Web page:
Trump’s Conviction Exposes Republican Hypocrisy

On May 31, former President Donald Trump was convicted on 34 counts of falsifying business records. Now a convicted felon with a terrifying plan for a second term, Trump should be disqualified from running for president.
On May 31, former President Donald Trump was convicted on 34 counts of falsifying business records. Now a convicted felon with a terrifying plan for a second term, Trump should be disqualified from running for president.
Alessandra Ashford

The nation was shocked on May 31 when in a Manhattan courtroom, a jury of 12 New Yorkers came to a verdict, reading out one word 34 times: Guilty. After five weeks of lawyers, witnesses, and testimony that read like it was straight from the tabloids, former President Donald Trump became the first ever American president to be convicted of a crime. Trump was found guilty on all 34 counts of falsifying business record to cover up an affair between adult film star, Stormy Daniels, and him. 

The reaction from the country was predictable: conservatives raged while liberals celebrated. But despite the hopes from the latter, Donald Trump can still run for, and even become the next president of the United States. While Trump is finally facing some much needed accountability, he should not be allowed to hold public office again.

The same man who supported felons being unable to vote can somehow hold public office, while his fellow convicted felons do not even have political power or voice in that decision.

 

Trump, who made being “tough on crime” and maintaining “law and order” a cornerstone of his brand, is now a convicted criminal. Not only have Trump’s backers, voters, and Trump himself ignored this case of blatant cognitive dissonance, but Trump himself has personally supported laws that restrict convicted felons from voting. The same man who supported felons being unable to vote can somehow hold public office, while his fellow convicted felons do not even have political power or voice in that decision.

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Trump is also a staunch advocate of zero tolerance policies against criminals. He is pro-death penalty, cash bail, and has long been critical of criminal justice reform. In the 80s, he notoriously took out full page newspaper ads in multiple New York newspapers, where he alluded to the necessity for the death penalty to be given to the Central Park Five, now known as the Exonerated Five, who were falsely convicted of beating and raping a jogger.  But in the decades between his notoriety as one of Manhattan most prominent real estate developers and his candidacy, his archaic and racist views of the criminal justice system didn’t change at all.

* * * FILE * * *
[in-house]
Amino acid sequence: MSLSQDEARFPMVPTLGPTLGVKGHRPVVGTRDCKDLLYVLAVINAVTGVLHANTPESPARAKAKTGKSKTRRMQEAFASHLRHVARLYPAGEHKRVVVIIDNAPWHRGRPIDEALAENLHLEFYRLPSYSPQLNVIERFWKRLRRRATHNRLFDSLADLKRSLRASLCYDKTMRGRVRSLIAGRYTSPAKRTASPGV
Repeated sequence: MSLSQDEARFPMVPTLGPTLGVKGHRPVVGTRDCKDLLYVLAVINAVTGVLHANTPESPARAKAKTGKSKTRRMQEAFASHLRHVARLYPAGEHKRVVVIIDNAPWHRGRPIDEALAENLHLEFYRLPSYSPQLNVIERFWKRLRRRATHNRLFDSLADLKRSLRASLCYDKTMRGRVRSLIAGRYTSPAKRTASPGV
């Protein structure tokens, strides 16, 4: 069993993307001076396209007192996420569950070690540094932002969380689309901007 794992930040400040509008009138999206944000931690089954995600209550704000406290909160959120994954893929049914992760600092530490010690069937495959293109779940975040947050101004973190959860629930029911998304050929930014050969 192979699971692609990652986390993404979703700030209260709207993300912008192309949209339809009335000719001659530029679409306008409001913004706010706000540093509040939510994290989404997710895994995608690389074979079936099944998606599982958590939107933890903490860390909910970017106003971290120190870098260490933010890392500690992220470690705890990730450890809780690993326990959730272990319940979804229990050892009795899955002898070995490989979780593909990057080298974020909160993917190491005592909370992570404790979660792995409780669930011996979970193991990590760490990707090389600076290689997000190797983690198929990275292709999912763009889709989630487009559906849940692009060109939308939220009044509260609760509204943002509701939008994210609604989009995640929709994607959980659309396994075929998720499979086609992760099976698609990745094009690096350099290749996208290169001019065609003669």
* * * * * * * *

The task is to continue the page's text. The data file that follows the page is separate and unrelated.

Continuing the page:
In reality, Trump’s “tough on crime” policies were not tough on crime at all, but tough on the marginalized.

As a presidential candidate, Trump argued that America needed to be tougher on crime, turning that promise into policy after his election in 2016. His administration urged prosecutors to give out the lengthiest sentences possible, including long prison sentences for low-level offenses and the death penalty for drug crimes. Further, Trump’s administration restarted federal executions in the middle of a pandemic. He has openly condoned police brutality, and has given wishy-washy condemnations when it turns deadly, while at the same time continuing to ignore efforts of police reform. 

In reality, Trump’s “tough on crime” policies were not tough on crime at all, but tough on the marginalized. He has always been lenient on white, wealthy criminals. 

During his presidency, Trump filled his cabinet with crusaders against criminal justice reform. During his presidency, former Attorney General Jeff Sessions, undid many Obama-era criminal justice reforms. While the Obama Administration executed a historic number of investigations into police abuses, Sessions stopped these investigations, saying that he’d rather prosecute criminals instead of police. Tough-on-crime policies have little effect in reducing crime — instead they only serve to further marginalize minority groups that already experience disenfranchisement in the criminal justice system.